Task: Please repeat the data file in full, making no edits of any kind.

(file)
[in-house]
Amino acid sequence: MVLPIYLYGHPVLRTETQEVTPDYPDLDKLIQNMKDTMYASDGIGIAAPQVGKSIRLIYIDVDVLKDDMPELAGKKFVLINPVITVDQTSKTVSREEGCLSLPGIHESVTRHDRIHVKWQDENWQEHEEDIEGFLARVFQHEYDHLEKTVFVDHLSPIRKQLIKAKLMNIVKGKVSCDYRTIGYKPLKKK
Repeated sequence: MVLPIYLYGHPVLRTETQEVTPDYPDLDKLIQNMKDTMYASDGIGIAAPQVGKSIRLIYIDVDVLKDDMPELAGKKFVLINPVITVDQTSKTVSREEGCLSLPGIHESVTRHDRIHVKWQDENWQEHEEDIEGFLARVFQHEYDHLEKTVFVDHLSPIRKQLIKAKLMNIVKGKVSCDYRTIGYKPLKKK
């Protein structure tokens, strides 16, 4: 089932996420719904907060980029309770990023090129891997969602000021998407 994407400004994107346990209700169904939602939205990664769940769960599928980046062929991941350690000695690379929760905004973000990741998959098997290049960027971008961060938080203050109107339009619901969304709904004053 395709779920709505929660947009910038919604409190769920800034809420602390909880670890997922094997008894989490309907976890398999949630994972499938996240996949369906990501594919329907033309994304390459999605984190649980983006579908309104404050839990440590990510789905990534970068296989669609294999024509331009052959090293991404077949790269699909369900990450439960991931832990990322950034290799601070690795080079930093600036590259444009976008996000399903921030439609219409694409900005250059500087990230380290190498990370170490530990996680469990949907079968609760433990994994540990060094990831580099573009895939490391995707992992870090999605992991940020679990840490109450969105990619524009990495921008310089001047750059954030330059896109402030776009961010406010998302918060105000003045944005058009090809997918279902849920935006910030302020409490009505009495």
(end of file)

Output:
[in-house]
Amino acid sequence: MVLPIYLYGHPVLRTETQEVTPDYPDLDKLIQNMKDTMYASDGIGIAAPQVGKSIRLIYIDVDVLKDDMPELAGKKFVLINPVITVDQTSKTVSREEGCLSLPGIHESVTRHDRIHVKWQDENWQEHEEDIEGFLARVFQHEYDHLEKTVFVDHLSPIRKQLIKAKLMNIVKGKVSCDYRTIGYKPLKKK
Repeated sequence: MVLPIYLYGHPVLRTETQEVTPDYPDLDKLIQNMKDTMYASDGIGIAAPQVGKSIRLIYIDVDVLKDDMPELAGKKFVLINPVITVDQTSKTVSREEGCLSLPGIHESVTRHDRIHVKWQDENWQEHEEDIEGFLARVFQHEYDHLEKTVFVDHLSPIRKQLIKAKLMNIVKGKVSCDYRTIGYKPLKKK
């Protein structure tokens, strides 16, 4: 089932996420719904907060980029309770990023090129891997969602000021998407 994407400004994107346990209700169904939602939205990664769940769960599928980046062929991941350690000695690379929760905004973000990741998959098997290049960027971008961060938080203050109107339009619901969304709904004053 395709779920709505929660947009910038919604409190769920800034809420602390909880670890997922094997008894989490309907976890398999949630994972499938996240996949369906990501594919329907033309994304390459999605984190649980983006579908309104404050839990440590990510789905990534970068296989669609294999024509331009052959090293991404077949790269699909369900990450439960991931832990990322950034290799601070690795080079930093600036590259444009976008996000399903921030439609219409694409900005250059500087990230380290190498990370170490530990996680469990949907079968609760433990994994540990060094990831580099573009895939490391995707992992870090999605992991940020679990840490109450969105990619524009990495921008310089001047750059954030330059896109402030776009961010406010998302918060105000003045944005058009090809997918279902849920935006910030302020409490009505009495």